- Burpees – The worst nightmare of intensity training. Burpees are simple to do since they take very little space and work out many different areas of the body. In addition to being simple to learn, they’re also extremely tiring when doing them at an intensely high rate. Burpees should either start or finish your training session. Do them for 30 seconds with 10 seconds of rest in between each set. Do 5 sets of burpees to get your blood pumping at the beginning of your workout and 4 if you’re going to end the workout on a high note.
- Medicine ball chest pass – Perfect for partners or pairs that are looking to go through the hell that is HIIT together. Don’t hurt each other by throwing the medicine ball as hard as you can but pass the ball back and forth doing the typical chest-pass technique as quickly as you can. 30 seconds of this and your arms are going to be begging for a break. Don’t let them lag on for too long, follow a 10 second break with another round of intense chest passes. Do 5 sets of this and you likely won’t want to do any more arm workouts for the day!
- Treadmill sprints – These are exactly as they sound. How long can you run at a dead sprint? If you’re a runner, it’s likely that you can do this for quite a while so let’s go ahead and make this slightly more challenging. Set your treadmill to a pretty impressive incline and run all out for 40 seconds. Your heart rate is going to get pretty high so make sure you’re monitoring yourself. Reduce the speed to a brisk walk and reduce the incline if you need to. Rest for just as long as you sprinted. At the end of the 40 seconds, your heart rate should be back to where it normally is when you jog. At this point, it’s time to get back to it. Set that incline back to an uncomfortable position and sprint for 40 more seconds. Repeat this process for 5 to 7 sprints.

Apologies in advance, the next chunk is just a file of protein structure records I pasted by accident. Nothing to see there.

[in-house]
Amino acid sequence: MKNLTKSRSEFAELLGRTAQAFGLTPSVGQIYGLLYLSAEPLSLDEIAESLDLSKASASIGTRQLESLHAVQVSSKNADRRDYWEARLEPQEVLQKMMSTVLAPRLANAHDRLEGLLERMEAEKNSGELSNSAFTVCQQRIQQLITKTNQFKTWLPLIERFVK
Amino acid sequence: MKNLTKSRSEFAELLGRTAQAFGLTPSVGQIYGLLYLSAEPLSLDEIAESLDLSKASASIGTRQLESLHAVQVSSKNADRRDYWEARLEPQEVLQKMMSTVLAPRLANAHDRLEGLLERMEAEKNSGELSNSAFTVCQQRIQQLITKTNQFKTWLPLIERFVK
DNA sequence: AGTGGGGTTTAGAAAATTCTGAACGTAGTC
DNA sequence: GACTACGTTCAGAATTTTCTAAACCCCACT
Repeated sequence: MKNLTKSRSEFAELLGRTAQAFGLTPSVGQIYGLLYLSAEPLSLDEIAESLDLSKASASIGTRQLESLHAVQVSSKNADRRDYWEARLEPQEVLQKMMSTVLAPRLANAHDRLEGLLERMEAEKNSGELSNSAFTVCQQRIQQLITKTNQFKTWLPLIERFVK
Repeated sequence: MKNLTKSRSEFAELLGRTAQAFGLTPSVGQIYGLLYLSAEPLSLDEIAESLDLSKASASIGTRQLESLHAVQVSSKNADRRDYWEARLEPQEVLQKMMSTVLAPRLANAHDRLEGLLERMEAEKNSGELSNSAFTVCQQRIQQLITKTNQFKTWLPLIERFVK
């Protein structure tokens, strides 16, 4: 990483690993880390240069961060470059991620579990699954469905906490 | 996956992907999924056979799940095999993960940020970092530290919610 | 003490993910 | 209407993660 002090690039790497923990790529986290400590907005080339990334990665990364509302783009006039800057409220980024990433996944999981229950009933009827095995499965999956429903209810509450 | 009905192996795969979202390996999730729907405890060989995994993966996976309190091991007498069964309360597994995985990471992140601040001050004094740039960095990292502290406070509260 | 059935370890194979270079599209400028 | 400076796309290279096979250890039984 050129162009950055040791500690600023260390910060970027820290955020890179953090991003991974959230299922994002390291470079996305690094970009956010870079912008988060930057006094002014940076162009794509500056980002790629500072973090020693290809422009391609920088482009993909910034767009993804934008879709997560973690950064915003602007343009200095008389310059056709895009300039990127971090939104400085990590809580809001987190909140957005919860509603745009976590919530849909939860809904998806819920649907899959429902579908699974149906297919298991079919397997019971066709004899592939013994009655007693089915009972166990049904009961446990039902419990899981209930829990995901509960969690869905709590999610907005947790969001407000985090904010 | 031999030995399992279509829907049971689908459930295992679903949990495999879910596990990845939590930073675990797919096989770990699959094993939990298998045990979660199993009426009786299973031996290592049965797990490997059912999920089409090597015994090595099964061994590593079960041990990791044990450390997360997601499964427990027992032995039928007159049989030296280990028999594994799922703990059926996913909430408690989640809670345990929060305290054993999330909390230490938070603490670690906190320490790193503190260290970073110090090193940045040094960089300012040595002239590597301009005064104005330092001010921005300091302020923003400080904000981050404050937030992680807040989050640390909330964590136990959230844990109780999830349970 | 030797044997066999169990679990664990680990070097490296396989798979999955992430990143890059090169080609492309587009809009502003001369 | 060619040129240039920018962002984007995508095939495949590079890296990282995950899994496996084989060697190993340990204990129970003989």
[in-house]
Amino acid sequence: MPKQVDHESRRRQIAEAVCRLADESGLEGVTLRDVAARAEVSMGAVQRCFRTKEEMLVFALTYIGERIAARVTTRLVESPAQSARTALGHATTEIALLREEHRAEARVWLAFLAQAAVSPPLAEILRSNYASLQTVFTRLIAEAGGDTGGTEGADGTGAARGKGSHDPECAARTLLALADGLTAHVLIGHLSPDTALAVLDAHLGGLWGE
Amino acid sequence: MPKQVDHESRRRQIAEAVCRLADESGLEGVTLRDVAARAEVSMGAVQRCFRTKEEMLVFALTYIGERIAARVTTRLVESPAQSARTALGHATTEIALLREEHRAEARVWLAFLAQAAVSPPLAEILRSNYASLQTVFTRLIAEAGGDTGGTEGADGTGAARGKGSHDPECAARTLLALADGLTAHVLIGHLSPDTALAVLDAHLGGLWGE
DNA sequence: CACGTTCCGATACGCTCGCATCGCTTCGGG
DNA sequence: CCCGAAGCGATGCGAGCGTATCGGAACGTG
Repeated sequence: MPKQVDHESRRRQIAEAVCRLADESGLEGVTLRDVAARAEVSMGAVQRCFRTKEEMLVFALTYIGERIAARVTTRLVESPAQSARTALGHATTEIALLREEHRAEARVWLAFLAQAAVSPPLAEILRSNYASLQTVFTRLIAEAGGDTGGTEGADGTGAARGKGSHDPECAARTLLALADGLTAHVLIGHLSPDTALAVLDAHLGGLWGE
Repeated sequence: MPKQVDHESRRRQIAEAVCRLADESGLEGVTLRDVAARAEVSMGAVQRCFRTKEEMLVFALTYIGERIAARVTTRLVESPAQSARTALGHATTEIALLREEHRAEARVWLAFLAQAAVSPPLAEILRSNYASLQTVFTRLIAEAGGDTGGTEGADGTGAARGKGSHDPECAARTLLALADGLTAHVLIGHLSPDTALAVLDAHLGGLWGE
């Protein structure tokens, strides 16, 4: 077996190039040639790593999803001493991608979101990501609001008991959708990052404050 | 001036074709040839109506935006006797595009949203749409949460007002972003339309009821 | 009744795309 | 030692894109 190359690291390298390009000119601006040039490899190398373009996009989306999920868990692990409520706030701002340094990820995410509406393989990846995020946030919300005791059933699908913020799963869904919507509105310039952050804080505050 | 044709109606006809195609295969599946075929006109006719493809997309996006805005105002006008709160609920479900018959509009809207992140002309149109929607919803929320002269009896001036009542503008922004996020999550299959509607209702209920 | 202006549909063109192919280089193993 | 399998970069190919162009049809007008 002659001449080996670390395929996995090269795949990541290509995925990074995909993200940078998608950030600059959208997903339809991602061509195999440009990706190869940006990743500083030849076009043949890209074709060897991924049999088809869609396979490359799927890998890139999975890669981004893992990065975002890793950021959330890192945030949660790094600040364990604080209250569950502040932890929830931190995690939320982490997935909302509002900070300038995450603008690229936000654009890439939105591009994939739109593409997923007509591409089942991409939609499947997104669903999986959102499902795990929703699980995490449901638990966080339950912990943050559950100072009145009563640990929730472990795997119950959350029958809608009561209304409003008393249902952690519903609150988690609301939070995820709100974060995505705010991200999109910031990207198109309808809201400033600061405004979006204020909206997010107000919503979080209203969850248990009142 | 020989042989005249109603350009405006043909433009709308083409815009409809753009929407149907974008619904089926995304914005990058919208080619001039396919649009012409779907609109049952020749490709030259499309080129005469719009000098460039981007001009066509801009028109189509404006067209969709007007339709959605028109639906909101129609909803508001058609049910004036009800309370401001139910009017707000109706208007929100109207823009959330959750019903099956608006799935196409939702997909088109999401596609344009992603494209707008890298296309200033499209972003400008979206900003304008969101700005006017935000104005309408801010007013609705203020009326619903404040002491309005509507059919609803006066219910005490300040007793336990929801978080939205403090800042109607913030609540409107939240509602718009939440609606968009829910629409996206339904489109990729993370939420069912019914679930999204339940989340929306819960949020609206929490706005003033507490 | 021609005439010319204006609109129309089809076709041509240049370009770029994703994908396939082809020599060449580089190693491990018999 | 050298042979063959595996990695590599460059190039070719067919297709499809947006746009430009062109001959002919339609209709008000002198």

- Sit ups and crunches – Typically we try to get to a certain number of full crunches or sit-ups before our body tells us we need to quit. This is slightly different. Ignore that feeling and ignore the counting. Try to do as many crunches as you can in a 20 second period of time. Sounds easy enough, right? Now give yourself just 5 seconds of rest and go back to it. Do this 5 times and your abs will be begging for the end to come!
There are a number of other exercises available to high-intensity interval trainees. Ask your trainer for some other ideas or look them up on the internet. Remember that these are just loose guidelines. You may need to adjust the exercises above to improve the success rate for your personal physique.
Rest, hydration, supplementation. Remember that. Successfully combining these three practices will ensure a smooth recovery from the most intense training you’ll ever participate in. Just as the military and professional sports teams understand the importance of healthy recovery for soldiers and athletes, so should you. Without the proper recovery system in place, you’re far more likely to sustain an injury. Make sure you’re getting a consistent 6 to 9 hours of sleep each and every night. Consider getting a 20 minute cat nap in about 30 minutes prior to your workout, waking up just before the body enters REM sleep so that you’re alert and naturally ready for physical activity. Down a couple cups of water before your nap. Once you wake and get ready for the workout, the muscles should be receiving the benefits of the h20 you just provided your body. Take some sips of water during rest periods of your workout. You’re going to be sweating it out faster than you’re putting it in! Keep up with your creatine mixed with L-carnitine L-tartrate. This will help you feel less sore the day after such a brutal workout by decreasing free radical production and reducing muscle tissue wear and tear. Being sore is no fun so let’s try to avoid it entirely.
You’ve been given all the tools, now get out there and use them!